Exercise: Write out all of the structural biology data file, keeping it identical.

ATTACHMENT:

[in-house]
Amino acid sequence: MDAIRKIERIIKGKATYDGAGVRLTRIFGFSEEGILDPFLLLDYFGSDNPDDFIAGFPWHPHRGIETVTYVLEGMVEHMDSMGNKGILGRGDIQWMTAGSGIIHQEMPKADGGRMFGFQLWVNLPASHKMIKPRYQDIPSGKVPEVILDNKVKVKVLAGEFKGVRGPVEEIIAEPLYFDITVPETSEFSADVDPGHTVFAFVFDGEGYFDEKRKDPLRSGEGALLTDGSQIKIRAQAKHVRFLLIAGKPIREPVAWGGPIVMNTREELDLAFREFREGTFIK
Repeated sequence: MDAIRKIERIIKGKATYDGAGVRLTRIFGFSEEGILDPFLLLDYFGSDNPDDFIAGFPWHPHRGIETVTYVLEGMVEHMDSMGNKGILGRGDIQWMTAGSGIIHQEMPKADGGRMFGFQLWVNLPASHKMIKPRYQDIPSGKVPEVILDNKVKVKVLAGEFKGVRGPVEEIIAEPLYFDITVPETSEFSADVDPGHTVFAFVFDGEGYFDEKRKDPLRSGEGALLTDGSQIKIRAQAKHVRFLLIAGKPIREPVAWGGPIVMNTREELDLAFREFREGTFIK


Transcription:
[in-house]
Amino acid sequence: MDAIRKIERIIKGKATYDGAGVRLTRIFGFSEEGILDPFLLLDYFGSDNPDDFIAGFPWHPHRGIETVTYVLEGMVEHMDSMGNKGILGRGDIQWMTAGSGIIHQEMPKADGGRMFGFQLWVNLPASHKMIKPRYQDIPSGKVPEVILDNKVKVKVLAGEFKGVRGPVEEIIAEPLYFDITVPETSEFSADVDPGHTVFAFVFDGEGYFDEKRKDPLRSGEGALLTDGSQIKIRAQAKHVRFLLIAGKPIREPVAWGGPIVMNTREELDLAFREFREGTFIK
Repeated sequence: MDAIRKIERIIKGKATYDGAGVRLTRIFGFSEEGILDPFLLLDYFGSDNPDDFIAGFPWHPHRGIETVTYVLEGMVEHMDSMGNKGILGRGDIQWMTAGSGIIHQEMPKADGGRMFGFQLWVNLPASHKMIKPRYQDIPSGKVPEVILDNKVKVKVLAGEFKGVRGPVEEIIAEPLYFDITVPETSEFSADVDPGHTVFAFVFDGEGYFDEKRKDPLRSGEGALLTDGSQIKIRAQAKHVRFLLIAGKPIREPVAWGGPIVMNTREELDLAFREFREGTFIK